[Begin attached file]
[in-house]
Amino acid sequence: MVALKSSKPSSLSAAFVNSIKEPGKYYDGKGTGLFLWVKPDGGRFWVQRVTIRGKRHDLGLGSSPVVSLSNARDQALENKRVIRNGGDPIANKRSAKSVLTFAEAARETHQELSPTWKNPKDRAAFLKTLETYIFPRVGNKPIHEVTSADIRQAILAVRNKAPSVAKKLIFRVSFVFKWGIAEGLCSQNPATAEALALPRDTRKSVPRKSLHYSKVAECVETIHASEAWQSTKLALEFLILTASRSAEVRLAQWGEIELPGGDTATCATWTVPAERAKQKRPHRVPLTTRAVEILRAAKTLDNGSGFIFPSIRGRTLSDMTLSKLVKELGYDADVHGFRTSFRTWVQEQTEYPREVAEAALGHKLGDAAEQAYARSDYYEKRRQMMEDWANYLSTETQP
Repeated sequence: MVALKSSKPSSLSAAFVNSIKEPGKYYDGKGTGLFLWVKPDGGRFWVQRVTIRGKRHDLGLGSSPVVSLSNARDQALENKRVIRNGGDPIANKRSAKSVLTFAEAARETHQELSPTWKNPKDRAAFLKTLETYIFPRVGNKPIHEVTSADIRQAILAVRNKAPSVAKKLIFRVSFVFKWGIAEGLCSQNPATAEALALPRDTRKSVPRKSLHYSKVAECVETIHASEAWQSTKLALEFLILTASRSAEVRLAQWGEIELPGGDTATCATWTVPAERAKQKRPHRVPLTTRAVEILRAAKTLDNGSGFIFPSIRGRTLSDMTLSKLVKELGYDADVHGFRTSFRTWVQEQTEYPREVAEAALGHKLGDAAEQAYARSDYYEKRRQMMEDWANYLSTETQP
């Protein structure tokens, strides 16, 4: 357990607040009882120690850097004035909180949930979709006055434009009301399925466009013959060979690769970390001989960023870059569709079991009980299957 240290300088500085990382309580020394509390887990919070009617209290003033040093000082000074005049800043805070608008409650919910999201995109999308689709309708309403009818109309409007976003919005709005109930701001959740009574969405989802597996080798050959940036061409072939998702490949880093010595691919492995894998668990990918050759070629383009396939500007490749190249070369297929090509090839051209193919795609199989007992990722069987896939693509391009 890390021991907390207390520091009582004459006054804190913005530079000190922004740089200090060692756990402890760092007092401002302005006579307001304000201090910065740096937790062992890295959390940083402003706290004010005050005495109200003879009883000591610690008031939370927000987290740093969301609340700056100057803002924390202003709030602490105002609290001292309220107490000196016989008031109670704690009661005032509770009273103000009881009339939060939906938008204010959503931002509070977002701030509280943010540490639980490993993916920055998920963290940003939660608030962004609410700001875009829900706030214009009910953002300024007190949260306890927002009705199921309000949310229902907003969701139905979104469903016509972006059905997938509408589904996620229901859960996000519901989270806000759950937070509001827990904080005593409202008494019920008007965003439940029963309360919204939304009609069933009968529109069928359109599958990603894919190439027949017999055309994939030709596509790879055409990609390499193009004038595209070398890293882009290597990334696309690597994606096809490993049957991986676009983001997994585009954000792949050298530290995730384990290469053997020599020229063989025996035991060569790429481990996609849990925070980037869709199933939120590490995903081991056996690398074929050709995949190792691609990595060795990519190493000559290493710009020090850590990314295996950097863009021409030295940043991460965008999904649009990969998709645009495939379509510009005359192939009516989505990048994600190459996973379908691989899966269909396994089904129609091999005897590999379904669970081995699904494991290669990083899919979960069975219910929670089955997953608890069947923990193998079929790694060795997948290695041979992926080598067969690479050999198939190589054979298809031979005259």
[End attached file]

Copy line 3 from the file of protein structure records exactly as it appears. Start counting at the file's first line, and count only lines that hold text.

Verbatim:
Repeated sequence: MVALKSSKPSSLSAAFVNSIKEPGKYYDGKGTGLFLWVKPDGGRFWVQRVTIRGKRHDLGLGSSPVVSLSNARDQALENKRVIRNGGDPIANKRSAKSVLTFAEAARETHQELSPTWKNPKDRAAFLKTLETYIFPRVGNKPIHEVTSADIRQAILAVRNKAPSVAKKLIFRVSFVFKWGIAEGLCSQNPATAEALALPRDTRKSVPRKSLHYSKVAECVETIHASEAWQSTKLALEFLILTASRSAEVRLAQWGEIELPGGDTATCATWTVPAERAKQKRPHRVPLTTRAVEILRAAKTLDNGSGFIFPSIRGRTLSDMTLSKLVKELGYDADVHGFRTSFRTWVQEQTEYPREVAEAALGHKLGDAAEQAYARSDYYEKRRQMMEDWANYLSTETQP